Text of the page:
The Chairman of The Royal Mint, Peter Warry, has today announced that its Chief Executive, Adam Lawrence, will be leaving the company at the end of October to pursue a new role in the manufacturing sector.

Mr. Lawrence joined The Royal Mint as CFO in 2008, becoming Chief Executive in 2011. He has overseen a transformation of the Royal Mint and, amongst other things, managed the one pound coin project, with the new coin entering circulation earlier this year.

Peter Warry said: “Adam has steered a transformation of the business which has led to the most successful period of performance of The Royal Mint in recent memory. The company has diversified considerably under his stewardship and now operates three distinct businesses – circulating coin, consumer and bullion, together with an evolving FinTech digital gold product. This has put the company on a very strong footing to respond to future challenges. I thank Adam for his commitment to the company and for the strength of his leadership and wish him every success in his new role.

Prior to joining The Royal Mint as Director of Finance, Adam held a number of senior positions with Catalent Pharmaceuticals and its predecessors for businesses located in Australia, Asia, Europe and the US and was Vice President Finance for the Sterile Technologies division before leaving in 2008. Adam originally trained as Chartered Accountant with Price Waterhouse, and also holds an MBA from Monash University in Melbourne, Australia.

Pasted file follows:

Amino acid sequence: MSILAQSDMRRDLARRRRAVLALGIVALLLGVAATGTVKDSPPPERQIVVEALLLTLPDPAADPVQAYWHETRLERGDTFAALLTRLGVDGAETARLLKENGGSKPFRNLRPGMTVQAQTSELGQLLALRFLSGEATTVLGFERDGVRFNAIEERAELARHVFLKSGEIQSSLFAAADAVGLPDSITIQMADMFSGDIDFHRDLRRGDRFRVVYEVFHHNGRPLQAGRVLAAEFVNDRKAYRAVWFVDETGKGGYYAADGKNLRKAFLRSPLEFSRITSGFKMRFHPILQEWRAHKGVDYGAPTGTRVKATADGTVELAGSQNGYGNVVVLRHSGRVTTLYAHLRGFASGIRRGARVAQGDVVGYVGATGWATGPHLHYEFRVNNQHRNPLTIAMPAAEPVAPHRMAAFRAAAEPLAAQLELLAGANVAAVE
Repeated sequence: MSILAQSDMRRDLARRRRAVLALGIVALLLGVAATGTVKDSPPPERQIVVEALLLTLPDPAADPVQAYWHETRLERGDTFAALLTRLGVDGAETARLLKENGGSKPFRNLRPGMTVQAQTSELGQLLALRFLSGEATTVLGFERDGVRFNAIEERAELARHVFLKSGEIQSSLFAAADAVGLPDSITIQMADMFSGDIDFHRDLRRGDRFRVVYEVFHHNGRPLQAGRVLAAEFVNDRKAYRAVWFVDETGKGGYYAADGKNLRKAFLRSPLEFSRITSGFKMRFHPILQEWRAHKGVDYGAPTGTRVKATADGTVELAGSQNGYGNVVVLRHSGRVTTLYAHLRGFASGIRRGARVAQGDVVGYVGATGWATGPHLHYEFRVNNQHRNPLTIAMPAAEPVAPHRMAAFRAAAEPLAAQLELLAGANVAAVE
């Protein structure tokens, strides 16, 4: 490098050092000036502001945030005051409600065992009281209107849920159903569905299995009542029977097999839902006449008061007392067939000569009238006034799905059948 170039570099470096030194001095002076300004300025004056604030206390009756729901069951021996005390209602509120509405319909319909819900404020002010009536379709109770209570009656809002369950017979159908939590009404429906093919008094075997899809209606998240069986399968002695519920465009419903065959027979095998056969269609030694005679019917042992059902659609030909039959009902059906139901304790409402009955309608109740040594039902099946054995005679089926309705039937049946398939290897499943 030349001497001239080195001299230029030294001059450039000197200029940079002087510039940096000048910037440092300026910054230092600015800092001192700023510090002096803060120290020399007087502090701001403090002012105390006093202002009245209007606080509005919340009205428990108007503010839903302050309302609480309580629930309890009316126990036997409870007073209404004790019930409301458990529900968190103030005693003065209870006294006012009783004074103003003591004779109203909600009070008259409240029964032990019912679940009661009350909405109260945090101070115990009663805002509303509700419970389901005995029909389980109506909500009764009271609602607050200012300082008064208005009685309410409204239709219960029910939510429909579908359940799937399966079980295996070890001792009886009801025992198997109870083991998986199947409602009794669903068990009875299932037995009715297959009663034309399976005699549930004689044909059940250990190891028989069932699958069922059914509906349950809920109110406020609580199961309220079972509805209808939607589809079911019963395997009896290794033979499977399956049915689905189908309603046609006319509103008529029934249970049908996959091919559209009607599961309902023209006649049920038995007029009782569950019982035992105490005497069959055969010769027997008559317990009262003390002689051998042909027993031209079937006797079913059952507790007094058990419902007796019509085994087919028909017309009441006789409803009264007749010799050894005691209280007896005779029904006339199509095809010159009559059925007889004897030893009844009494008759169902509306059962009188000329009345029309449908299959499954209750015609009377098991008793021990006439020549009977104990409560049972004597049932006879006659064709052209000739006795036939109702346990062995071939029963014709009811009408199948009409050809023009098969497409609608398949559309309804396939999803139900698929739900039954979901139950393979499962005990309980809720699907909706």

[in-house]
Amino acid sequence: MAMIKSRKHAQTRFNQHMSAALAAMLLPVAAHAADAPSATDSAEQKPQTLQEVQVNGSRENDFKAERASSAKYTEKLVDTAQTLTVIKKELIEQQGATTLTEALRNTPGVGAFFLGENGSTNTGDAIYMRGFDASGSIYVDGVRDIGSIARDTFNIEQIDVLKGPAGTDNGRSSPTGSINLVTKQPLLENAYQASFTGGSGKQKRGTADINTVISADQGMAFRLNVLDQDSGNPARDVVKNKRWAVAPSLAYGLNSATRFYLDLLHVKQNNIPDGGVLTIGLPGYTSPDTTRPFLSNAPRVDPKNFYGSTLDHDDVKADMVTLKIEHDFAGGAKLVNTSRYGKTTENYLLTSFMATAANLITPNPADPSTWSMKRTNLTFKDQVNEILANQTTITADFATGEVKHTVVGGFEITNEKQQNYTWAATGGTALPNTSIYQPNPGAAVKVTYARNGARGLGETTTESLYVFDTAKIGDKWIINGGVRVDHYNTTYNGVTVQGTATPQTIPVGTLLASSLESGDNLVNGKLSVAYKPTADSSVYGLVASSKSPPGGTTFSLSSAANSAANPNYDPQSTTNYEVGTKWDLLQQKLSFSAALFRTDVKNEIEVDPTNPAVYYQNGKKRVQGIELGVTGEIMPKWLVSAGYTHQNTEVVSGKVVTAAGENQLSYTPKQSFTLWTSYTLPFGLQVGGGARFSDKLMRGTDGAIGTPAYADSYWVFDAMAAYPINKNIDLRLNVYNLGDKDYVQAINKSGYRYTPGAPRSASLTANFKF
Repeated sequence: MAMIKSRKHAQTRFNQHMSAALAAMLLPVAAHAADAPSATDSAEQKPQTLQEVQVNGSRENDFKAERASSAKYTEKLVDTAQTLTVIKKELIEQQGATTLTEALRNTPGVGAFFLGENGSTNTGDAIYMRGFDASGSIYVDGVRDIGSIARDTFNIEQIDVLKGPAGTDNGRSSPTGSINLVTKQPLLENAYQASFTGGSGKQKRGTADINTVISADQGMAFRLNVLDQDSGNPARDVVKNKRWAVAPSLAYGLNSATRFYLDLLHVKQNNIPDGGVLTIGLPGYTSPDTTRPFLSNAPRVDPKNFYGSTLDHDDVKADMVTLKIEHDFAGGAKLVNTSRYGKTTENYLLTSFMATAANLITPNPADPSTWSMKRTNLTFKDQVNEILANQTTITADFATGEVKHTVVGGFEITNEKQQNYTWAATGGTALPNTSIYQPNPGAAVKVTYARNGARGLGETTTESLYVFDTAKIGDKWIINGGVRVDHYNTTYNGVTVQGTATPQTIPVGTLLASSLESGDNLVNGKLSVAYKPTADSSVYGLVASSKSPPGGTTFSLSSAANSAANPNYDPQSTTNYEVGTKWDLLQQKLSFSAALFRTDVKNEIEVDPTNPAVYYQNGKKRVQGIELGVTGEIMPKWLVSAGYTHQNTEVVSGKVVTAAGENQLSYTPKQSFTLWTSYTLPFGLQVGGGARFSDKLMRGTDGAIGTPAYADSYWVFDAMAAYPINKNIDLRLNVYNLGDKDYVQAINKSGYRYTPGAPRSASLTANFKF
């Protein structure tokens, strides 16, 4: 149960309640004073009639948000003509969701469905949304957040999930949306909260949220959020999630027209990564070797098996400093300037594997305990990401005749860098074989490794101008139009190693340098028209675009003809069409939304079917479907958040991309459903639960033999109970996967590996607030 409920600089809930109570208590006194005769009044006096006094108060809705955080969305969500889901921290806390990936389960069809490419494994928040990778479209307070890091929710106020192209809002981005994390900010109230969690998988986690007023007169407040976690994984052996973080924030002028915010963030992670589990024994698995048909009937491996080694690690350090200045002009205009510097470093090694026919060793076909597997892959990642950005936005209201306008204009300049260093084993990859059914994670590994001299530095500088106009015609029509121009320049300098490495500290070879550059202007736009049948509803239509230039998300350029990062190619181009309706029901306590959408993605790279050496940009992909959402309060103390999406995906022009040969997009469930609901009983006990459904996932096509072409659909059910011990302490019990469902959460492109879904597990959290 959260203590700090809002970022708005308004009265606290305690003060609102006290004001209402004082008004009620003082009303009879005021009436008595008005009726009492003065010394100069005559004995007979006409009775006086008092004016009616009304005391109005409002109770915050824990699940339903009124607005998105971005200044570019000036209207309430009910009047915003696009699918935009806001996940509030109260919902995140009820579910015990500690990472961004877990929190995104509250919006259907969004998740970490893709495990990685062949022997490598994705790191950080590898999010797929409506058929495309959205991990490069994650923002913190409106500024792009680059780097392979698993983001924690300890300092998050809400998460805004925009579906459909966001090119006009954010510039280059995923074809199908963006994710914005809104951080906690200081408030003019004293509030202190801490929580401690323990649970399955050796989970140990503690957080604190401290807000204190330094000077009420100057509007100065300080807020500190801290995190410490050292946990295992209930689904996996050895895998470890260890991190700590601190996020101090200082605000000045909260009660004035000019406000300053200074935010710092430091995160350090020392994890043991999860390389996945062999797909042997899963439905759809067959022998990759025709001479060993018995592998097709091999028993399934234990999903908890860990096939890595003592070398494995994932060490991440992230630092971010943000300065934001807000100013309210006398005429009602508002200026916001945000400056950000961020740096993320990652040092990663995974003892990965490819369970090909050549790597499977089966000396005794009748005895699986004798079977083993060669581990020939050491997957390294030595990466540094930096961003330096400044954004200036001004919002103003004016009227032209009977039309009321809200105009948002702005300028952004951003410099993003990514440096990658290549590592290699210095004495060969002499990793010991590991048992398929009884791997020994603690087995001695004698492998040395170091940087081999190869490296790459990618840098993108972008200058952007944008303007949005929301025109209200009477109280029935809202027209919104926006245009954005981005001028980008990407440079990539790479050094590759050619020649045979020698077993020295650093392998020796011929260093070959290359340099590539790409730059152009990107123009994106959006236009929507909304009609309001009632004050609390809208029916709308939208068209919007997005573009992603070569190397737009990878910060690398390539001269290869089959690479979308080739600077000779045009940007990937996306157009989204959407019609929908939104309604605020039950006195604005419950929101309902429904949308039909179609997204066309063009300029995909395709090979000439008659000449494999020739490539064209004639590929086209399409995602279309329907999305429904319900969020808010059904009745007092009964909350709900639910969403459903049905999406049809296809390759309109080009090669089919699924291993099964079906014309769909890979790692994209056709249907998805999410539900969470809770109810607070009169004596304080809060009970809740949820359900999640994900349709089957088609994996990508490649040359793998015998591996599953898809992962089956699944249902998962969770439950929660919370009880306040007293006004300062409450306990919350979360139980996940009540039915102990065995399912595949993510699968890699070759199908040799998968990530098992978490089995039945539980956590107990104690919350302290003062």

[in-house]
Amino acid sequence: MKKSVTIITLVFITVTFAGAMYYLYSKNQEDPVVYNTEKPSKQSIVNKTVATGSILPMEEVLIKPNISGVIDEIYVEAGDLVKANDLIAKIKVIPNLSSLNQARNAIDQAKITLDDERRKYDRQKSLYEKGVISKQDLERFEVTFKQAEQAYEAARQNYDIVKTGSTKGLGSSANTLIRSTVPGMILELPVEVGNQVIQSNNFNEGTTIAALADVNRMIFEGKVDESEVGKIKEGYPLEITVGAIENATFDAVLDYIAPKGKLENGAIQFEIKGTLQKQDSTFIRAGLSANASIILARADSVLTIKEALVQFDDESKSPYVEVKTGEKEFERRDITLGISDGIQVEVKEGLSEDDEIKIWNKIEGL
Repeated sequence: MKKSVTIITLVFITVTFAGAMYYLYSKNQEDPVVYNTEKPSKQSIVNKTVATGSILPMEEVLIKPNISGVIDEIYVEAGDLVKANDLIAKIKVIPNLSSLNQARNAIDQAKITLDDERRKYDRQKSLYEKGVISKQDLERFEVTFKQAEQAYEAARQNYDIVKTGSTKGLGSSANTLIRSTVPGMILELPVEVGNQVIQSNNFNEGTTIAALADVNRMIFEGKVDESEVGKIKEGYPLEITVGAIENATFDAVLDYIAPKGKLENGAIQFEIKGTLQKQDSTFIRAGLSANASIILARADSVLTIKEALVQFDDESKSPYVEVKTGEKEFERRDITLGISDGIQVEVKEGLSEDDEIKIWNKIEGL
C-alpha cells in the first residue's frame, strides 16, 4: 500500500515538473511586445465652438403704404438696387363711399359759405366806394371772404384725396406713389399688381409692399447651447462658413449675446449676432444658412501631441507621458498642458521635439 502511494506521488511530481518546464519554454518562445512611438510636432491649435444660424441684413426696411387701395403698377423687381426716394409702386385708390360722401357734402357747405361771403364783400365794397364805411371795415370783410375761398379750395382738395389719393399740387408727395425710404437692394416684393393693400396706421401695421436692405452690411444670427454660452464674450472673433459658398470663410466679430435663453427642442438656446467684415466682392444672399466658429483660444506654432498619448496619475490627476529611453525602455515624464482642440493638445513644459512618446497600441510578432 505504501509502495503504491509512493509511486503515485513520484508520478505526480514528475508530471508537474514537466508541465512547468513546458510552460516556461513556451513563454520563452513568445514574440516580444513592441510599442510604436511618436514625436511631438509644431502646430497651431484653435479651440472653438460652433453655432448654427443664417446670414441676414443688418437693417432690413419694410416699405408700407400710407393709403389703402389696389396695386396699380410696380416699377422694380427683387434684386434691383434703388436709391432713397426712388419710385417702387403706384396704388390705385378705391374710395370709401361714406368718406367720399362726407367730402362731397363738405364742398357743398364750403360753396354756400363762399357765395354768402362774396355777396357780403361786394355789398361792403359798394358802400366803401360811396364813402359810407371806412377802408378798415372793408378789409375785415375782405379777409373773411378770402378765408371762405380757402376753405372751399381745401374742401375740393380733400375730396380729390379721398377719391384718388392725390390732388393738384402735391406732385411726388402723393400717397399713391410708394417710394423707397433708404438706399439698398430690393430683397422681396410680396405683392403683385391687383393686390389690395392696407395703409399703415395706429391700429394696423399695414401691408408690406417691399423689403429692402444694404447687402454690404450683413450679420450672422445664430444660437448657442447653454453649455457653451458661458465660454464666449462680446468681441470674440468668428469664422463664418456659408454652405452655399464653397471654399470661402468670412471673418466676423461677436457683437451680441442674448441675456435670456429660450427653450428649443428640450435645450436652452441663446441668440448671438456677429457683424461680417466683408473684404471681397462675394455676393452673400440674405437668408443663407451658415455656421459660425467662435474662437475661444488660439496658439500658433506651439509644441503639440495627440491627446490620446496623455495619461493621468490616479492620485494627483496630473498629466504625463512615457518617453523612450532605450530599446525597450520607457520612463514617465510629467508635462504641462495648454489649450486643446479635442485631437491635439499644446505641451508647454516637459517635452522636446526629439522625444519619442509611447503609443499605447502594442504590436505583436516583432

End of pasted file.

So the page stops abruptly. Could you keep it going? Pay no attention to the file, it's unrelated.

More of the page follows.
5.) In defense of cash: why we should bring back the $500 note and other big bills

When the power goes out, telephone lines shut down or account information is stolen, it is impossible to use ATMs, credit or debit cards or mobile payments – no matter how rich you are.

In other words, giving up cash increases the chance of the kind of economic catastrophe that results when people can no longer easily trade for the goods they need and want. The solution to this national security issue is simple: bring back the currently maligned large denomination bills like the $500, which was discontinued in 1969